The brain of an adolescent dog is physically different compared to an adult dog.


I recently listened to an episode of The Bitey End of the Dog podcast where guest speaker Dr. Kathy Murphy spoke about the study of neuroscience and aggression in dogs. She had some really great insight on adolescent dog brains:


In addition to the hormonal changes happening in their teenage brain which drives their behavior, they don’t have a fully formed adult brain yet. It’s a crazy time during their brain development. In adolescence, their inhibiting neurons are are still devoloping. These neurons inhibit excessive behavior, pain, and arousal, etc. They are meant for dampening down reactions to stimuli. Exciting neurons get them excited and amped up. They mature much faster than the inhibitory neurons. A fully formed, healthy, adult brain will have a balance between the exciting and inhibiting neurons. This is what keeps healthy adults emotionally and behaviorally stable.

The adolescent brain is full of excitation and no inhibition. This is why puppies and adolescents really struggle with resisting temptation and short attention spans. Their brain literally isn’t physically capable of what is being asked. This is why it’s important to set them up for success. Try not to punish or retaliate against adolescent dogs for eating a hole in the floor when unsupervised or ignoring a recall.


Behavior in young dogs is going to be erratic.


Difficult behaviors during adolescence is the main reason teenage dogs get surrendered to shelters or rescues. Even the best-socialized, well-trained dogs can become T-Rex Demons while their brain chemistry is finding it's balance. They might be snuggly one moment and then ignore their owners altogether the next while they tear around like the Tasmanian devil. Give them some leeway and understanding. Their brain is physically not the same one they will have as an adult. The responses they receive from us during this stage of inhibition instability is what is going to set the stage for the bond you share as an adult!

Some young dogs will go through a fear stage during adolescence, where they are more sensitive to new things or sounds. It’s important to continue with positive socialization through this stage so events do not become traumatic to your dog. If your puppy was well socialized before 16 weeks of age, they should have a decently developed “bounce back” after a startle event.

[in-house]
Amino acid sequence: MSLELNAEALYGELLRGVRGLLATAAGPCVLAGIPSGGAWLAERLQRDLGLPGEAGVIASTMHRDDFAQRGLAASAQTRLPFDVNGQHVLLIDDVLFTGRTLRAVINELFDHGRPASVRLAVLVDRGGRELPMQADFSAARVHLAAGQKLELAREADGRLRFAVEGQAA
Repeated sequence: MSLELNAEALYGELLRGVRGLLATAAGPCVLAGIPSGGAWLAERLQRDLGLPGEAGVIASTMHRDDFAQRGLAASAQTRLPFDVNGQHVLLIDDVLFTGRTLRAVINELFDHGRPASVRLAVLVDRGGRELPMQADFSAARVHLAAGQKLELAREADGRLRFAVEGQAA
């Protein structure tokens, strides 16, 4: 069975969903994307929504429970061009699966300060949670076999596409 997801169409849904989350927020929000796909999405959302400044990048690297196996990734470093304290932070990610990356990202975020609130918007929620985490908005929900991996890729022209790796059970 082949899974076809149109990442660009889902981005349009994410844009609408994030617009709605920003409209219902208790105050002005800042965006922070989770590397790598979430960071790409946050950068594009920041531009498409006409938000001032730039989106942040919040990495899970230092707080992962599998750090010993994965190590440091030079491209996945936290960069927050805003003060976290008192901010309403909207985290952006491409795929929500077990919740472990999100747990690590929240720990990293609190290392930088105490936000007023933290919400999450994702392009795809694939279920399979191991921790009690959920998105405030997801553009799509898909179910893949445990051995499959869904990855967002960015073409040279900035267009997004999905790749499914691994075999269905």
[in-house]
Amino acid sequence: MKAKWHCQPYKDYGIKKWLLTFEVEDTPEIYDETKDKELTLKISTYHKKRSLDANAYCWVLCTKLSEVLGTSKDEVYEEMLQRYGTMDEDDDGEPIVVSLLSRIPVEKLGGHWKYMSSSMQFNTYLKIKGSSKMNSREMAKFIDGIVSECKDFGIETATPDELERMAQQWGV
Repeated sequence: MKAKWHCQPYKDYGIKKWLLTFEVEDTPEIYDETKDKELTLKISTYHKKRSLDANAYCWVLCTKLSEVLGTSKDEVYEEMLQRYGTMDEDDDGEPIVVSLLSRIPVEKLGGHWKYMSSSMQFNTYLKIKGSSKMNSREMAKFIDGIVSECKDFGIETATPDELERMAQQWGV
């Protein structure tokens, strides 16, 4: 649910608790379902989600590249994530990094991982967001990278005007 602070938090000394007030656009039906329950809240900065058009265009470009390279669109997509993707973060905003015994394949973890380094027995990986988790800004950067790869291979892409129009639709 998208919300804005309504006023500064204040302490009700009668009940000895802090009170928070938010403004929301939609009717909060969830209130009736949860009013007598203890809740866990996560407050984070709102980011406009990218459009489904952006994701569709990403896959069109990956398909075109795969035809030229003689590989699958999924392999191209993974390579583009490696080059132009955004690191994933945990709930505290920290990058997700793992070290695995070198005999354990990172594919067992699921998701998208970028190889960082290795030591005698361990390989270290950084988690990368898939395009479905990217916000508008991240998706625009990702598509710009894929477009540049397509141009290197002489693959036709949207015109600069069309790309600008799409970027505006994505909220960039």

Remember if you reinforced something “cute” as a young puppy like face licking, chewing, jumping to say hi, etc. it might quickly become not cute for an adult dog. Be consistent with manners training, boundaries, and not encouraging unwanted behaviors. The hardest part is getting all the friends and family on the same page. It only takes one excited and well-meaning person to reinforce a jumping dog after spending three weeks teaching an alternate behavior. The same goes for feeding food at the table, or allowing your dog to steal food off the counter because it was left unsupervised!


Too much to handle? Let me help!


Try to be consistent with your dog training plans (especially recall and impulse control exercises), and use higher value treats. Mental stimulation, exercise, and clear boundaries are your best friend during this time. You’ll come out the other side with a well-rounded and calm adult dog if you just stick with it!

Many of my clients are adolescent dogs. If you're feeling stuck or frustrated, reach out for a free training consultation. I have a private program designed specifically for my teenager clients!





References:


Lindsay, Steven (2001). Handbook of Applied Dog Behavior and Training: Volume Two: Etiology and Assessment of Behavior Problems. Ames, IO: Iowa State University Press.


Shikashio, M. (Host). (2022, June 27). Dr. Kathy Murphy (No. 5) [Audio podcast episode]. In The Bitey End of the Dog.